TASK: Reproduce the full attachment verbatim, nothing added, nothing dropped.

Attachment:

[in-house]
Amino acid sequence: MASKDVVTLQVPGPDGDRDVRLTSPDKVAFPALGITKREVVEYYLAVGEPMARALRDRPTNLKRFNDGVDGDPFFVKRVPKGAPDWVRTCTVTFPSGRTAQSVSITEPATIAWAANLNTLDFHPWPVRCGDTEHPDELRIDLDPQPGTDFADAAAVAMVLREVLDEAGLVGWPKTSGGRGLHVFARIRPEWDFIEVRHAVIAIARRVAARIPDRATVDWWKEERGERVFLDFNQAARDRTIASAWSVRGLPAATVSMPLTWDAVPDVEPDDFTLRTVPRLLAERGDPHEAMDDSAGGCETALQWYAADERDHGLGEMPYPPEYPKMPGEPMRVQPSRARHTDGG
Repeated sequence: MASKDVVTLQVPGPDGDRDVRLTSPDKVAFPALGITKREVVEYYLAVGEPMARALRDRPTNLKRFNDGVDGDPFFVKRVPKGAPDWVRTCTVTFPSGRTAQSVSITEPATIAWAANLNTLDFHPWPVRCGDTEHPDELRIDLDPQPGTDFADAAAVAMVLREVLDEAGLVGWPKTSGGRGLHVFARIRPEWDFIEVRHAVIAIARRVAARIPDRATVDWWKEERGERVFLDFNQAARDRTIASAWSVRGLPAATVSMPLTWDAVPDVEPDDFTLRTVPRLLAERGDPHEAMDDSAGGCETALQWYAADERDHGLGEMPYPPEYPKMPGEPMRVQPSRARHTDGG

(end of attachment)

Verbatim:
[in-house]
Amino acid sequence: MASKDVVTLQVPGPDGDRDVRLTSPDKVAFPALGITKREVVEYYLAVGEPMARALRDRPTNLKRFNDGVDGDPFFVKRVPKGAPDWVRTCTVTFPSGRTAQSVSITEPATIAWAANLNTLDFHPWPVRCGDTEHPDELRIDLDPQPGTDFADAAAVAMVLREVLDEAGLVGWPKTSGGRGLHVFARIRPEWDFIEVRHAVIAIARRVAARIPDRATVDWWKEERGERVFLDFNQAARDRTIASAWSVRGLPAATVSMPLTWDAVPDVEPDDFTLRTVPRLLAERGDPHEAMDDSAGGCETALQWYAADERDHGLGEMPYPPEYPKMPGEPMRVQPSRARHTDGG
Repeated sequence: MASKDVVTLQVPGPDGDRDVRLTSPDKVAFPALGITKREVVEYYLAVGEPMARALRDRPTNLKRFNDGVDGDPFFVKRVPKGAPDWVRTCTVTFPSGRTAQSVSITEPATIAWAANLNTLDFHPWPVRCGDTEHPDELRIDLDPQPGTDFADAAAVAMVLREVLDEAGLVGWPKTSGGRGLHVFARIRPEWDFIEVRHAVIAIARRVAARIPDRATVDWWKEERGERVFLDFNQAARDRTIASAWSVRGLPAATVSMPLTWDAVPDVEPDDFTLRTVPRLLAERGDPHEAMDDSAGGCETALQWYAADERDHGLGEMPYPPEYPKMPGEPMRVQPSRARHTDGG